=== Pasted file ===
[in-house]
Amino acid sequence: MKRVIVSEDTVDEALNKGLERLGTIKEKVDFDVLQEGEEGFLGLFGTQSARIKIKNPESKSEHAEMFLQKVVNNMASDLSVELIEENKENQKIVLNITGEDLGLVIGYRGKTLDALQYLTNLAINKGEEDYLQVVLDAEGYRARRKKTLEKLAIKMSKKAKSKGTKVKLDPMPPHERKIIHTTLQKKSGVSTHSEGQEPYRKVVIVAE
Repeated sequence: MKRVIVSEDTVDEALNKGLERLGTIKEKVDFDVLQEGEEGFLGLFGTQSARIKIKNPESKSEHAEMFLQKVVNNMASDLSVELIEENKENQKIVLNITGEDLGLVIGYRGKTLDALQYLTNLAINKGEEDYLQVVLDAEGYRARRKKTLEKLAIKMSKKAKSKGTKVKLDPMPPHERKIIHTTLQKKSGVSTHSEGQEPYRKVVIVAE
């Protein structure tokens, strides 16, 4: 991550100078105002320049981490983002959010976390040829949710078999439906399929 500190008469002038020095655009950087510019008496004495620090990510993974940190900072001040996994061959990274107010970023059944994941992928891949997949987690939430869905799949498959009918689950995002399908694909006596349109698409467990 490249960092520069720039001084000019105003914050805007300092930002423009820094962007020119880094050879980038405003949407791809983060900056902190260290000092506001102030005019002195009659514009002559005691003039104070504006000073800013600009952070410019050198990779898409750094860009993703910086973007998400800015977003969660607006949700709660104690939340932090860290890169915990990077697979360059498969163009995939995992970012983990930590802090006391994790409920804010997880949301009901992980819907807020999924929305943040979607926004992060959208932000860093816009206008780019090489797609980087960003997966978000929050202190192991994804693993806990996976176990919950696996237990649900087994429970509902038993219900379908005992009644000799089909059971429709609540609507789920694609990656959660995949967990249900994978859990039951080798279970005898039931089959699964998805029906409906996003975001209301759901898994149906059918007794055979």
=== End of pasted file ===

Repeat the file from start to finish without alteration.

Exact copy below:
[in-house]
Amino acid sequence: MKRVIVSEDTVDEALNKGLERLGTIKEKVDFDVLQEGEEGFLGLFGTQSARIKIKNPESKSEHAEMFLQKVVNNMASDLSVELIEENKENQKIVLNITGEDLGLVIGYRGKTLDALQYLTNLAINKGEEDYLQVVLDAEGYRARRKKTLEKLAIKMSKKAKSKGTKVKLDPMPPHERKIIHTTLQKKSGVSTHSEGQEPYRKVVIVAE
Repeated sequence: MKRVIVSEDTVDEALNKGLERLGTIKEKVDFDVLQEGEEGFLGLFGTQSARIKIKNPESKSEHAEMFLQKVVNNMASDLSVELIEENKENQKIVLNITGEDLGLVIGYRGKTLDALQYLTNLAINKGEEDYLQVVLDAEGYRARRKKTLEKLAIKMSKKAKSKGTKVKLDPMPPHERKIIHTTLQKKSGVSTHSEGQEPYRKVVIVAE
């Protein structure tokens, strides 16, 4: 991550100078105002320049981490983002959010976390040829949710078999439906399929 500190008469002038020095655009950087510019008496004495620090990510993974940190900072001040996994061959990274107010970023059944994941992928891949997949987690939430869905799949498959009918689950995002399908694909006596349109698409467990 490249960092520069720039001084000019105003914050805007300092930002423009820094962007020119880094050879980038405003949407791809983060900056902190260290000092506001102030005019002195009659514009002559005691003039104070504006000073800013600009952070410019050198990779898409750094860009993703910086973007998400800015977003969660607006949700709660104690939340932090860290890169915990990077697979360059498969163009995939995992970012983990930590802090006391994790409920804010997880949301009901992980819907807020999924929305943040979607926004992060959208932000860093816009206008780019090489797609980087960003997966978000929050202190192991994804693993806990996976176990919950696996237990649900087994429970509902038993219900379908005992009644000799089909059971429709609540609507789920694609990656959660995949967990249900994978859990039951080798279970005898039931089959699964998805029906409906996003975001209301759901898994149906059918007794055979």